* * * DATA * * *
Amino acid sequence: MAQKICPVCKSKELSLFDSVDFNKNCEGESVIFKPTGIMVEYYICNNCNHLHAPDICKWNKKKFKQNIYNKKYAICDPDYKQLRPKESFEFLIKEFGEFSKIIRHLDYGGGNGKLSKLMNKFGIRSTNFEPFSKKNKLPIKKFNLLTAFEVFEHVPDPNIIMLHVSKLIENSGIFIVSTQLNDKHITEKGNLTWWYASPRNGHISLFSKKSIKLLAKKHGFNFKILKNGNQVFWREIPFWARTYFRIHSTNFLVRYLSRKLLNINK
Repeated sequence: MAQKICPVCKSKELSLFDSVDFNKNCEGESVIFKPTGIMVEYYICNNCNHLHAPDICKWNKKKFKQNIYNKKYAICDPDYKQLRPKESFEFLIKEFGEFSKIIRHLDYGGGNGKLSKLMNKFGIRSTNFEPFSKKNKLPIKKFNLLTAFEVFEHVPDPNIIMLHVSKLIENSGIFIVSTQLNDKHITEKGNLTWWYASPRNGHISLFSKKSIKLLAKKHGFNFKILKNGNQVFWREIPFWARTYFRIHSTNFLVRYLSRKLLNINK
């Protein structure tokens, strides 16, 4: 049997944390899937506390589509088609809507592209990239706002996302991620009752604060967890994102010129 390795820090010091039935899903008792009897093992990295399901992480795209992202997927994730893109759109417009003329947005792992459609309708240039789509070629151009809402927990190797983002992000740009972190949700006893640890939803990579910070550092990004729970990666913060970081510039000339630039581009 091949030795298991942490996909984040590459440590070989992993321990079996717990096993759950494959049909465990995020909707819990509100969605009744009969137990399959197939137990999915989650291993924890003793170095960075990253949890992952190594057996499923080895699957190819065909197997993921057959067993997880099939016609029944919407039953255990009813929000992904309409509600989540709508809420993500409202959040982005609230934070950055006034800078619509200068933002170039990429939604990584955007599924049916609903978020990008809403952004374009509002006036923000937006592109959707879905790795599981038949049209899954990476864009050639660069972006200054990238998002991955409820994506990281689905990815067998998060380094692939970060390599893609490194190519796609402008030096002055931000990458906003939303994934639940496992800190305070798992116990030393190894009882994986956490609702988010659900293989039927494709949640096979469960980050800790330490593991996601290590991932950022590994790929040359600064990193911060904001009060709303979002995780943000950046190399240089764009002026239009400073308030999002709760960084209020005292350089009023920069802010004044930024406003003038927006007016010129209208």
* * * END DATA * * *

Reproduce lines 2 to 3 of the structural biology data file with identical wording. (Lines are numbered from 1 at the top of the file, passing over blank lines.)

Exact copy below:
Repeated sequence: MAQKICPVCKSKELSLFDSVDFNKNCEGESVIFKPTGIMVEYYICNNCNHLHAPDICKWNKKKFKQNIYNKKYAICDPDYKQLRPKESFEFLIKEFGEFSKIIRHLDYGGGNGKLSKLMNKFGIRSTNFEPFSKKNKLPIKKFNLLTAFEVFEHVPDPNIIMLHVSKLIENSGIFIVSTQLNDKHITEKGNLTWWYASPRNGHISLFSKKSIKLLAKKHGFNFKILKNGNQVFWREIPFWARTYFRIHSTNFLVRYLSRKLLNINK
């Protein structure tokens, strides 16, 4: 049997944390899937506390589509088609809507592209990239706002996302991620009752604060967890994102010129 390795820090010091039935899903008792009897093992990295399901992480795209992202997927994730893109759109417009003329947005792992459609309708240039789509070629151009809402927990190797983002992000740009972190949700006893640890939803990579910070550092990004729970990666913060970081510039000339630039581009 091949030795298991942490996909984040590459440590070989992993321990079996717990096993759950494959049909465990995020909707819990509100969605009744009969137990399959197939137990999915989650291993924890003793170095960075990253949890992952190594057996499923080895699957190819065909197997993921057959067993997880099939016609029944919407039953255990009813929000992904309409509600989540709508809420993500409202959040982005609230934070950055006034800078619509200068933002170039990429939604990584955007599924049916609903978020990008809403952004374009509002006036923000937006592109959707879905790795599981038949049209899954990476864009050639660069972006200054990238998002991955409820994506990281689905990815067998998060380094692939970060390599893609490194190519796609402008030096002055931000990458906003939303994934639940496992800190305070798992116990030393190894009882994986956490609702988010659900293989039927494709949640096979469960980050800790330490593991996601290590991932950022590994790929040359600064990193911060904001009060709303979002995780943000950046190399240089764009002026239009400073308030999002709760960084209020005292350089009023920069802010004044930024406003003038927006007016010129209208």